Lubaina Himid Wins the 2017 Turner Prize as Age Limit Is Lifted

Though wildly accomplished, the Zanzibar-born artist has only recently found gallery representation.

Lubaina Himid. Image courtesy of Tate.
Lubaina Himid. Image courtesy of Tate.

Lubaina Himid has taken home the 2017 Turner Prize. At the award ceremony on Tuesday, December 5, the artist thanked those who “gave her sustenance during the wilderness years.”

This year’s Turner Prize had been in the news before the shortlist was announced. In March, the Tate announced that the rules had been adjusted to allow artists of any age to be considered by the judges. Since 1991 only artists under 50 could be contenders, a measure that was thought of as a way of preventing it from becoming a lifetime achievement award.

The Turner is one of the most prestigious prizes for contemporary art, awarded annually to an artist living or working in Britain for an exceptional exhibition or project mounted during the previous year. As the winner, Himid receives £25,000 in prize money. This year’s runners-up, Hurvin Anderson, Andrea Büttner, and Rosalind Nashashibi, each get £5,000.

Lubaina Himid, A Fashionable Marriage (1987) at the Turner Prize 2017 exhibition, Ferens Art Gallery Hull. Loaned from Hollybush Gardens. Photo David Levene.

Lubaina Himid, A Fashionable Marriage (1987) at the Turner Prize 2017 exhibition, Ferens Art Gallery Hull. Loaned from Hollybush Gardens. Photo David Levene.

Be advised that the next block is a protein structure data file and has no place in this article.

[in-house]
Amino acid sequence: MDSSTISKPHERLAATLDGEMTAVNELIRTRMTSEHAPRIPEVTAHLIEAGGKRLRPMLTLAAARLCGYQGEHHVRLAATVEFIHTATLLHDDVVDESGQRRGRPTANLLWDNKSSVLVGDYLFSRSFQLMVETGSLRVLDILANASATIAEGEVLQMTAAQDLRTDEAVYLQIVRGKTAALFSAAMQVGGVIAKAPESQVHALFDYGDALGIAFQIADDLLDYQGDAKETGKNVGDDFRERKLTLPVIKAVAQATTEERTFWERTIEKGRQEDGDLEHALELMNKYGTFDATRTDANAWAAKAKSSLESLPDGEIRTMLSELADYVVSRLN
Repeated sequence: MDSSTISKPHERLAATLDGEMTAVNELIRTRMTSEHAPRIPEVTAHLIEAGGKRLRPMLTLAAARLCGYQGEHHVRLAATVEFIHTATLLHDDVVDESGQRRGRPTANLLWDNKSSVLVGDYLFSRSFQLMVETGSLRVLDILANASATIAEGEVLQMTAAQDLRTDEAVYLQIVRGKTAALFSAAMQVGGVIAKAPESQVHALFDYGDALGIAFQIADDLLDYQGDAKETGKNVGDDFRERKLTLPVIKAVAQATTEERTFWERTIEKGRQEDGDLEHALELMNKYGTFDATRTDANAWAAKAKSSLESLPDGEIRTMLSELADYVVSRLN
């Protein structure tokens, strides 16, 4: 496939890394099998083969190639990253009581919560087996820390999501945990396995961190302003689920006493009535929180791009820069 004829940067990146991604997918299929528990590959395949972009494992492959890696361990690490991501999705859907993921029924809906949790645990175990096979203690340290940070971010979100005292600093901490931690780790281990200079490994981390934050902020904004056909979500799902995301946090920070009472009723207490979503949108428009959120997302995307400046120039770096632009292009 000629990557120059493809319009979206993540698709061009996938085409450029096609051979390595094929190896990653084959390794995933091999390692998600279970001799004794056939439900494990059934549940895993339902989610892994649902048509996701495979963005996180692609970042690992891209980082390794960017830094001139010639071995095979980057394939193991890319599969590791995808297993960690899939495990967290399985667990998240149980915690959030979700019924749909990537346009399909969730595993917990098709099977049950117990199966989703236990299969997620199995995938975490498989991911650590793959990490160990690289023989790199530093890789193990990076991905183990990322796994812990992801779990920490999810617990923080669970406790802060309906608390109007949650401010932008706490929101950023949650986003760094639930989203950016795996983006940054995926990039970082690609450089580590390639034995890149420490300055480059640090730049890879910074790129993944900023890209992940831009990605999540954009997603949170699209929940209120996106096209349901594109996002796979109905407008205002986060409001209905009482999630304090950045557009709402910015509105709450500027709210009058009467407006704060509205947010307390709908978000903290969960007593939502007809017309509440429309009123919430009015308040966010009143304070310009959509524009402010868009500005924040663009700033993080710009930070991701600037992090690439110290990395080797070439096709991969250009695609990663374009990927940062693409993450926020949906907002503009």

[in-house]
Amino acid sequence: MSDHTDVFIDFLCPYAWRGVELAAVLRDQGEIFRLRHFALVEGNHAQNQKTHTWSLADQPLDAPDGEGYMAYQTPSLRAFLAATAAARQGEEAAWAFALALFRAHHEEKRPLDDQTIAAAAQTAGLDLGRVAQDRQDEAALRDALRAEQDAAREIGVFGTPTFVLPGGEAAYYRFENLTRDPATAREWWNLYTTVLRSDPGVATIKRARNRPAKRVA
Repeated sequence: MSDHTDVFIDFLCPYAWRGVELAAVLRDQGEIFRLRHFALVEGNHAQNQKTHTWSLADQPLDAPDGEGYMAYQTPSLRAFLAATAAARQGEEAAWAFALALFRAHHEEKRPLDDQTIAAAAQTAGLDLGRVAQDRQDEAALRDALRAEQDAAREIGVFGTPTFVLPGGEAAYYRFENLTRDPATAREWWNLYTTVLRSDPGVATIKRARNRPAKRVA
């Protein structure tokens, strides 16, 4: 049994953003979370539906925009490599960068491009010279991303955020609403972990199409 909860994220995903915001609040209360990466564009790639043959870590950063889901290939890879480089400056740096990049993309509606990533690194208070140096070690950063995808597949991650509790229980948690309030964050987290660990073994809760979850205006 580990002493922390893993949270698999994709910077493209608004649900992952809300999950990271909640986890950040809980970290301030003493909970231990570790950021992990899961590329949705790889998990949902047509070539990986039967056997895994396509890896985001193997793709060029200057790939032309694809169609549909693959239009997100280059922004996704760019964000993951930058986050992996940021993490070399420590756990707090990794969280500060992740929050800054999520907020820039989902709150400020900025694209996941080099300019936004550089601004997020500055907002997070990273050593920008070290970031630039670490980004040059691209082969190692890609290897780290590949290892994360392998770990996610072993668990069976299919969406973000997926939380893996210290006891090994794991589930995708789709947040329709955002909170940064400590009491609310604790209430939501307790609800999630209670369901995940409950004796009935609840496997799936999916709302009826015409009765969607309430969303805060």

Born in 1954 in Zanzibar, Tanzania, Himid studied theater design at Wimbledon College of Art and then did an MA in cultural history at the Royal College of Art. She is professor of contemporary art at the University of Central Lancashire. Her recent solo exhibitions include ones at Spike Island in Bristol and at Modern Art Oxford. A site-specific pavilion for the Folkestone Triennial this year also impressed.

She has shown at the Studio Museum in New York and represented Britain at the 5th Havana Biennial. She has only recently been represented by a gallery, London’s Hollybush Gardens.

The 2017 Turner Prize jurors were Dan Fox, the co-editor of Frieze; the art critic Martin Herbert; Mason Leaver-Yap of the Walker Art Center’s Ruben/Bentson Moving Image Collection in Minneapolis and associate curator at KW Institute for Contemporary Art in Berlin; and Emily Pethick, the director of the Showroom in London.

The 2017 award’s accompanying exhibition features the work of this year’s four shortlisted artists and is staged at Ferens Art Gallery in Hull (until January 7, 2018), a highlight of the Yorkshire port city’s year in the limelight as the UK City of Culture.

Next year’s Turner Prize show will take place at Turner Contemporary, in Margate, on the southern coast of England.

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